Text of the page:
David DiBari of The Cookery

Patch traces the career and explains the cooking philosophies of a Dobbs Ferry restaurant chef/owner who is gaining recognition for his imaginative and innovative and yet simplistic approach to comfort-Italian dining

From the beginning, chef David DiBari promised creativity and simplicity for the dishes to be served at The Cookery with priority on locally grown, quality, sustainable ingredients to be purchased from Hudson Valley farmers.

His pledges are being fulfilled. A big supporter of the Irvington Farmer's Market, The Cookery purchases many products and produce from the participating farms. In addition, it is outfitting its wait staff with T shirts that bear the names of seasonably available vegetables obtainable at the Irvington Farmer's Market.

Chef DiBari along with partner Michael O'Neill, opened The Cookery in Dobbs Ferry in March, 2009. Prior to starting the Italian comfort-food restaurant, DiBari had been executive chef at Zuppa in Yonkers for five years and O'Neill had handled the front of the house at Zuppa for four years.

The Cookery opened during difficult economic times in the country. The owners rewarded each customer who ordered a drink called the "Obama Stimulus Package" with a crisp new dollar bill as a coaster. The beverage, a rum and pineapple cocktail, was intended as a salute to the newly elected president. It also was a first hint that this management had no intention of boring its patrons with unimaginative food or beverages.

"We picked the name The Cookery," DiBari said, "because that was what we came here to do - cook great food."

When it opened, The Cookery's menu combined new dishes with some of DiBari's signature favorites such as beef short ribs; crisp Heritage pork osso bucco; "Easter Pie" made with ricotta cheese and salami; cauliflower ravioli; and grilled pizzete with clams, garlic and olio santo. Old DiBari favorites on the dessert list included fritters made with gelato and marmalade, and Budino, a warm Valrhona chocolate bread pudding with chocolate anglaise and fresh berries. 

The new dishes created for opening day included a creamy pasta called "White Lasagna" that combined bechamel sauce with ricotta, mushrooms - the dish originated in the region of Marche in Italy.

Crisp Heritage pork osso bucco ($23), cauliflower ravioli ($14), and white lasagna ($15) are still on the menu although their recipes may have undergone some refinements.

Pasta fritta and Budino remain from the original dessert selection. Two exiotic sweet treats were recently introduced: sticky tortina which is a warm date cake with toffee and vanilla gelato, and liquid amaretto cake with Slovenian sea salt. All desserts are priced at $8.

Once the doors had opened, DiBari set out to develop Italian-influenced dishes that reflected a "progressive approach" to simplicity. "The idea was to to use a few simple ingredients to make one harmonious dish," he said. Newer dishes include whole grilled Branzino ($25), crisp duck legs ($23), chicken al matone ($21), and macaroni lisci with octopus, green chili and pistachio ($13). Chicken al matone is butterflied chicken weighted down when grilled by a brick for crispy skin.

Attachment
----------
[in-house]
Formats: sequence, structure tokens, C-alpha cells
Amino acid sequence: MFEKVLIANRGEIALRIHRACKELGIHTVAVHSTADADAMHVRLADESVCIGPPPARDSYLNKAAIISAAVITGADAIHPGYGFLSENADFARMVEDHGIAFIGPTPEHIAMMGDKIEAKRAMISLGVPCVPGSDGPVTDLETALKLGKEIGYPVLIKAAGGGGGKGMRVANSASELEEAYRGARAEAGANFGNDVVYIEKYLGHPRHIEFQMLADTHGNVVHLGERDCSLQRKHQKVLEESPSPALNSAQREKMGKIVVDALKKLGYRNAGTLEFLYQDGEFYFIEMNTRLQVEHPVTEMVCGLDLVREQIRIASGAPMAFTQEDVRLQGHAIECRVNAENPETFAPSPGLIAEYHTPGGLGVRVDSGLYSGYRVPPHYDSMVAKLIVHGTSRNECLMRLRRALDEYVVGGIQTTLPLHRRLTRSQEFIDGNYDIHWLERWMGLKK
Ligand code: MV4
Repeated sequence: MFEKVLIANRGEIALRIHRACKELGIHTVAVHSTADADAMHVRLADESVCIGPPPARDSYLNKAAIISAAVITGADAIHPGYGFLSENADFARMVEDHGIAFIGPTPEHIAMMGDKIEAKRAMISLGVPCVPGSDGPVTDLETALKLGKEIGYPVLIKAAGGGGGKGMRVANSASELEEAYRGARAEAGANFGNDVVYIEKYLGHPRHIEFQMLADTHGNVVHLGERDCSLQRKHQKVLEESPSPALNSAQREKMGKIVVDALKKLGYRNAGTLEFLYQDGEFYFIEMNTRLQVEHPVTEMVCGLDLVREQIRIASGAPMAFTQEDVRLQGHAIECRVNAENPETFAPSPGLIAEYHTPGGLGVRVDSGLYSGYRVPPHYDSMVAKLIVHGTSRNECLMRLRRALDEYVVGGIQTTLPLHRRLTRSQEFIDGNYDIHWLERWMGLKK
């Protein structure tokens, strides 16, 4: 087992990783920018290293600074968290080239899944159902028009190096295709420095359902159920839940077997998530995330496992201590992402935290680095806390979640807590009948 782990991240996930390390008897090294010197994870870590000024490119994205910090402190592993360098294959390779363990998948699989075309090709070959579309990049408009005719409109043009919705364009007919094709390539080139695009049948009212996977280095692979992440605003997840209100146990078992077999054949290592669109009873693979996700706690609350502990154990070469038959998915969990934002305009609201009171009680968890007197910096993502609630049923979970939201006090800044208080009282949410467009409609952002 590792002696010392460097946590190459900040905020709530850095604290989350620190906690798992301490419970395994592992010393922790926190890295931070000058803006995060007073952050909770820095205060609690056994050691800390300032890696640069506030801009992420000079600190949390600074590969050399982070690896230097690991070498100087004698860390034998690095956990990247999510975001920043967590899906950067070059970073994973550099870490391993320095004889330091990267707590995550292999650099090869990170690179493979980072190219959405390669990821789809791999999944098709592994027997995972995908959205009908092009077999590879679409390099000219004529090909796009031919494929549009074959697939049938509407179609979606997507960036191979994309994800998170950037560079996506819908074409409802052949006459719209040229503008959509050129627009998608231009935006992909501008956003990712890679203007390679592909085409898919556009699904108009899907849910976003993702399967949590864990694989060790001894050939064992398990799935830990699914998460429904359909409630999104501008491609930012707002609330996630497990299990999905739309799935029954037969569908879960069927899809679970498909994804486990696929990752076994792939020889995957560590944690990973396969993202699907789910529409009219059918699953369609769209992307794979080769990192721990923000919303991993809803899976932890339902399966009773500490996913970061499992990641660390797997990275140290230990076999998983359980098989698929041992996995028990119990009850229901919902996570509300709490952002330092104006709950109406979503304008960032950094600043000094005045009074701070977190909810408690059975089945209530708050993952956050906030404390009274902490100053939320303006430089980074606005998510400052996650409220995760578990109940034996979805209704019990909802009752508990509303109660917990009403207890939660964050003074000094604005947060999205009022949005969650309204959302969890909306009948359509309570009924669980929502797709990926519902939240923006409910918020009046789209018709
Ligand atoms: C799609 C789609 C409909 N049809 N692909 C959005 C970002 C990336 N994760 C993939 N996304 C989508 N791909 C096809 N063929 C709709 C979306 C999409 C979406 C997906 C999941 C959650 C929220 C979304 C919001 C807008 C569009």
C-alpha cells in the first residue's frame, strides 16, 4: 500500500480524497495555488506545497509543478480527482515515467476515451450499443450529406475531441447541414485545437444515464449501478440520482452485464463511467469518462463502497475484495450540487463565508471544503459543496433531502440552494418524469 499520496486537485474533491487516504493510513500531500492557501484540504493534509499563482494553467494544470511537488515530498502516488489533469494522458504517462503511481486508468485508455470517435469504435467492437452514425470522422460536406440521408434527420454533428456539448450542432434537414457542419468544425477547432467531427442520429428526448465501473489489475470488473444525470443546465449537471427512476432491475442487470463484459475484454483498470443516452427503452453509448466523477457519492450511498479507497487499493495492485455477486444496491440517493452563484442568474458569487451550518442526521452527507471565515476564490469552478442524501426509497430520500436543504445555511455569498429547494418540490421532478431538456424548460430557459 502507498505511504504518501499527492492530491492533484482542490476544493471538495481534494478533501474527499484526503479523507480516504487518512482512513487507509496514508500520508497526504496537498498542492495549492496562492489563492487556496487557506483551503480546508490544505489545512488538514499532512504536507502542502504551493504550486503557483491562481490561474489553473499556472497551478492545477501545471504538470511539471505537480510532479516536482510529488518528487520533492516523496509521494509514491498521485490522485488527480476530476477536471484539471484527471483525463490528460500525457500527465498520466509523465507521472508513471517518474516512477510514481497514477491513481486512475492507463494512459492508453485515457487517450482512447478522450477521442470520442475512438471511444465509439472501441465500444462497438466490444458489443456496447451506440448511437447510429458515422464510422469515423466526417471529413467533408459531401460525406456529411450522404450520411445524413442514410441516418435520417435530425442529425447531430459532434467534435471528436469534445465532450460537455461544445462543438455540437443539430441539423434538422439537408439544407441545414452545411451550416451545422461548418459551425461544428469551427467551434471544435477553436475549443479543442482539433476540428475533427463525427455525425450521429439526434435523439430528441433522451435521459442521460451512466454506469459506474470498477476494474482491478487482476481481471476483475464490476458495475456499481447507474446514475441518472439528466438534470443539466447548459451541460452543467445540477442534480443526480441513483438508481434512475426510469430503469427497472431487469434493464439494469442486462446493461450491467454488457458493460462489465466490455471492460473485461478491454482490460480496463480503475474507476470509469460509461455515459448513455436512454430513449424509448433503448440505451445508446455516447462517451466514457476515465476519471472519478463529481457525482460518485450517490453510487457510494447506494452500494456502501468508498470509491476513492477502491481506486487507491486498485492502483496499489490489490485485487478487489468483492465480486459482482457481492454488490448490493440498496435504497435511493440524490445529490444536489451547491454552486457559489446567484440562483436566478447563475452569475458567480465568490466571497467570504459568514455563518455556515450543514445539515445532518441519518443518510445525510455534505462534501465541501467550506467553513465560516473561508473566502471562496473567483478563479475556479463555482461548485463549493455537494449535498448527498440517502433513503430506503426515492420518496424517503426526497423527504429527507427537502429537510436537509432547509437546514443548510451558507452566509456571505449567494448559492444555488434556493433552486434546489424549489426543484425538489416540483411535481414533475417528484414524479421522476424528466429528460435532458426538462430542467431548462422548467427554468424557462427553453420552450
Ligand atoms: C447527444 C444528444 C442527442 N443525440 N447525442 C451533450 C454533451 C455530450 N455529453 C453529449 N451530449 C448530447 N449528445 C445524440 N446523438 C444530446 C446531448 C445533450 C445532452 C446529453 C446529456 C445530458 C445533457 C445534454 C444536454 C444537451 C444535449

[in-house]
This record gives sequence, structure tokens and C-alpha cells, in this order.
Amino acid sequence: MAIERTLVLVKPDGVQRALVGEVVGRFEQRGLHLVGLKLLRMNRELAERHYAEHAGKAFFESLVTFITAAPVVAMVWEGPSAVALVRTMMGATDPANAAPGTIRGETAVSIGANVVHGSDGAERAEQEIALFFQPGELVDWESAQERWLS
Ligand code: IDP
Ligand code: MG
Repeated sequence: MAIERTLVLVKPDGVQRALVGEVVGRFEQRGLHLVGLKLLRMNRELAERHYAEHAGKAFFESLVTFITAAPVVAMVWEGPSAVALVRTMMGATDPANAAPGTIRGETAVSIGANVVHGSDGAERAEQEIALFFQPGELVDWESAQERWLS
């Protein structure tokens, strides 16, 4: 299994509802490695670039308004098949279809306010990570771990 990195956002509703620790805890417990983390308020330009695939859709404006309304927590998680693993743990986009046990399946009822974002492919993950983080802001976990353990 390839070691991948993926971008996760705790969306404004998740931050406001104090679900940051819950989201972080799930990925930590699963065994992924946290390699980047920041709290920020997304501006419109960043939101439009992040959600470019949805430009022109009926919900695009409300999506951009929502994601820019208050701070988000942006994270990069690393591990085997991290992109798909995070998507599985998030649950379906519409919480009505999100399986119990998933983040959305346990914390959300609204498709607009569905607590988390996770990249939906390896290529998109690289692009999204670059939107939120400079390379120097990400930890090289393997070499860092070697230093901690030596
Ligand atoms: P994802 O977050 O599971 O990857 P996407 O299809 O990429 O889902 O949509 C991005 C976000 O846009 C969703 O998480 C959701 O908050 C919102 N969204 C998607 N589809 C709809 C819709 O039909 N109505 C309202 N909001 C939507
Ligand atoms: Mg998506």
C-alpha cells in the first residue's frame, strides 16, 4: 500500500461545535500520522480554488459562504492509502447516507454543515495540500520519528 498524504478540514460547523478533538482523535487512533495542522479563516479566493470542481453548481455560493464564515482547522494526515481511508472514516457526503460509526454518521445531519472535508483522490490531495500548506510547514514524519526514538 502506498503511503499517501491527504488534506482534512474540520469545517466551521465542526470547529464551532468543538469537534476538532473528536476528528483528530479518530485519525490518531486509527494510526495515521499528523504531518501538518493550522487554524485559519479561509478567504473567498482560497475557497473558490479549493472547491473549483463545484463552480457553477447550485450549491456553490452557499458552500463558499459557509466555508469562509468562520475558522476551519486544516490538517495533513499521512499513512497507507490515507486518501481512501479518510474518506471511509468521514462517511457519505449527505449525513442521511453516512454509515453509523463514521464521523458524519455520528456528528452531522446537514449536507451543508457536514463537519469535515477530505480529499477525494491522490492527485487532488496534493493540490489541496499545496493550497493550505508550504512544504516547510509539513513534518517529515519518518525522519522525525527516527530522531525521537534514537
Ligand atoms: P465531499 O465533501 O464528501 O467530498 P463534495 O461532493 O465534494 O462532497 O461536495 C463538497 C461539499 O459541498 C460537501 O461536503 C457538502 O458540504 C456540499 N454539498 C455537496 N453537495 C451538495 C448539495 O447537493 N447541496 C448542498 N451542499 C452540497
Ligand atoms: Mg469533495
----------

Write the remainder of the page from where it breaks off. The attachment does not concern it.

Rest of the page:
While in high school, Dibari worked part-time at the Paradise Bar & Grill in Verplanck, New York and at Crystal Bay Seafood & Company in Peekskill. A graduate of the Culinary Institute of America in Hyde Park, New York, he trained under Mario Batali at Babbo and with David Bouley at Danube. He also cooked at Windows on the World, Patroon and Five Points. Before joining Zuppa, he was the executive chef at Eastchester Fish Market.

DiBari's mother had a job so his grandmother helped with the cooking. When he was 13, he was trusted to clean green beans and other vegetables grown in the garden; grandma introduced him cooking when he was 15. Her large wooden kitchen table occupies a place of honor by the window at The Cookery and is used to seat larger parties. Laura Capicotto, his mother, helps out occasionally by making pasta and consulting on recipes.

On Thanksgiving Eve in 2009, The Cookery provided complimentary dining for the less fortunate in cooperation with local charities. Earlier in the year, it donated a portion of its receipts to the charities of choice of its customers.

DiBari recently toured Italy and part of his mission was to find new wines. After much tasting he selected three: 2007 Valpolicella Classico Superiore (Ripasso) M. Castellani from Veneto; 2007 Verdicchio "Casal di Serra," Unani Ronchi from Le Marche; and 2009 Sauvignon, Torre Rosozza from Friuli. All are priced at $40 per bottle or $11 per glass. 

The Cookery, located at 39 Chester Street, Dobbs Ferry, serves lunch and dinner every day except Monday and provides a prix-fixe bunch at $24 per person plus tax and tip on Sunday. Tuesday through Thursday: Lunch is from 11:30 a.m. to 3 p.m. and dinner from 5:30 p.m. to 10 p.m. Friday: Lunch is served from 11:30 a.m. to 3 p.m. and dinner is available from 5:30 to 11 p.m. Saturday: Lunch is from 1 to 4 p.m. and dinner is from 5:30 to 11 p.m. Sunday: Brunch is from 11 a.m. to 3 p.m. and dinner is from 4:30 to 9 p.m. Reservations are available on Tuesday through Thursday and on Sunday. On Friday and Saturday, reservations will be accepted for parties of five or more people. 914- 305-2336. www.thecookeryrestaurant.com.


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